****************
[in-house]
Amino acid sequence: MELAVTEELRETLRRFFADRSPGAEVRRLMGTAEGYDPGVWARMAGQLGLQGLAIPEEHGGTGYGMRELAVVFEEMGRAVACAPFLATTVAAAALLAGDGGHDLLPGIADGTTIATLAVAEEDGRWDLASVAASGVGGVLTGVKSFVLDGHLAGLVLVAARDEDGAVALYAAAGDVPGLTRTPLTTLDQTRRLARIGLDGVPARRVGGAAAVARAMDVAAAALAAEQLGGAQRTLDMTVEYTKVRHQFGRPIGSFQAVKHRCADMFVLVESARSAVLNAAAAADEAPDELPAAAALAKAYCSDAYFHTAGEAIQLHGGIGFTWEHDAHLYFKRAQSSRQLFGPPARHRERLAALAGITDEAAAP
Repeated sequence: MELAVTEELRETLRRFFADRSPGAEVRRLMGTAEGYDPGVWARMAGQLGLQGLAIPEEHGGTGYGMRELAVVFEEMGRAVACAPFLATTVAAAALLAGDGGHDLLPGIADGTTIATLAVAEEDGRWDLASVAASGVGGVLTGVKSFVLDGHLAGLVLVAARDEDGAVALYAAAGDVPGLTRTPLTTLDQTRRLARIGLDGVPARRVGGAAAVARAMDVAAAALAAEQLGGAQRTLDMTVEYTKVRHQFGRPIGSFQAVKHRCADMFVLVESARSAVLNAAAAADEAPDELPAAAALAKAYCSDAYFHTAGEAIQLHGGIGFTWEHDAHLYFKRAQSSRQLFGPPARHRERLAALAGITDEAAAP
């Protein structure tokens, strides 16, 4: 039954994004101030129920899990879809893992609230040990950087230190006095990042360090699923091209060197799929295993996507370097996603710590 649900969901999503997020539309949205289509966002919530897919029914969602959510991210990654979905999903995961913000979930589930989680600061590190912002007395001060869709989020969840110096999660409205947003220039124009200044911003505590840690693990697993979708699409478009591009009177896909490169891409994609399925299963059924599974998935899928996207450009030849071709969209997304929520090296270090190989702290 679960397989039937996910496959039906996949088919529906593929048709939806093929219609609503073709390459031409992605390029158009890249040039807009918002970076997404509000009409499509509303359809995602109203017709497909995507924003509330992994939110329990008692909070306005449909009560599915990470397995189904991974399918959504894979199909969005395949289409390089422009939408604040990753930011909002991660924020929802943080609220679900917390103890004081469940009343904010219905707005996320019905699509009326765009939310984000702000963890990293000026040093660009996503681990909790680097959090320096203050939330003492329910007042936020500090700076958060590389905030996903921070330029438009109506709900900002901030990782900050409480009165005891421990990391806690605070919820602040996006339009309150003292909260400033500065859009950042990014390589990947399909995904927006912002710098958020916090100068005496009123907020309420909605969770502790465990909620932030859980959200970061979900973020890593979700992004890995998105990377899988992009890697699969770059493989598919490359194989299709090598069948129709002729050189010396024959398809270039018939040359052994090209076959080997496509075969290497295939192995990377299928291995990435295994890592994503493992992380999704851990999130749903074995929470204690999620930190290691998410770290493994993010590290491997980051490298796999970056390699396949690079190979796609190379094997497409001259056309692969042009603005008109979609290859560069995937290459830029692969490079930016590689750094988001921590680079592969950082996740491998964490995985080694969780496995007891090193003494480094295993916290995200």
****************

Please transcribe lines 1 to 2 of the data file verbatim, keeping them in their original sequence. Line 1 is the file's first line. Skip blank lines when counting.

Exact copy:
[in-house]
Amino acid sequence: MELAVTEELRETLRRFFADRSPGAEVRRLMGTAEGYDPGVWARMAGQLGLQGLAIPEEHGGTGYGMRELAVVFEEMGRAVACAPFLATTVAAAALLAGDGGHDLLPGIADGTTIATLAVAEEDGRWDLASVAASGVGGVLTGVKSFVLDGHLAGLVLVAARDEDGAVALYAAAGDVPGLTRTPLTTLDQTRRLARIGLDGVPARRVGGAAAVARAMDVAAAALAAEQLGGAQRTLDMTVEYTKVRHQFGRPIGSFQAVKHRCADMFVLVESARSAVLNAAAAADEAPDELPAAAALAKAYCSDAYFHTAGEAIQLHGGIGFTWEHDAHLYFKRAQSSRQLFGPPARHRERLAALAGITDEAAAP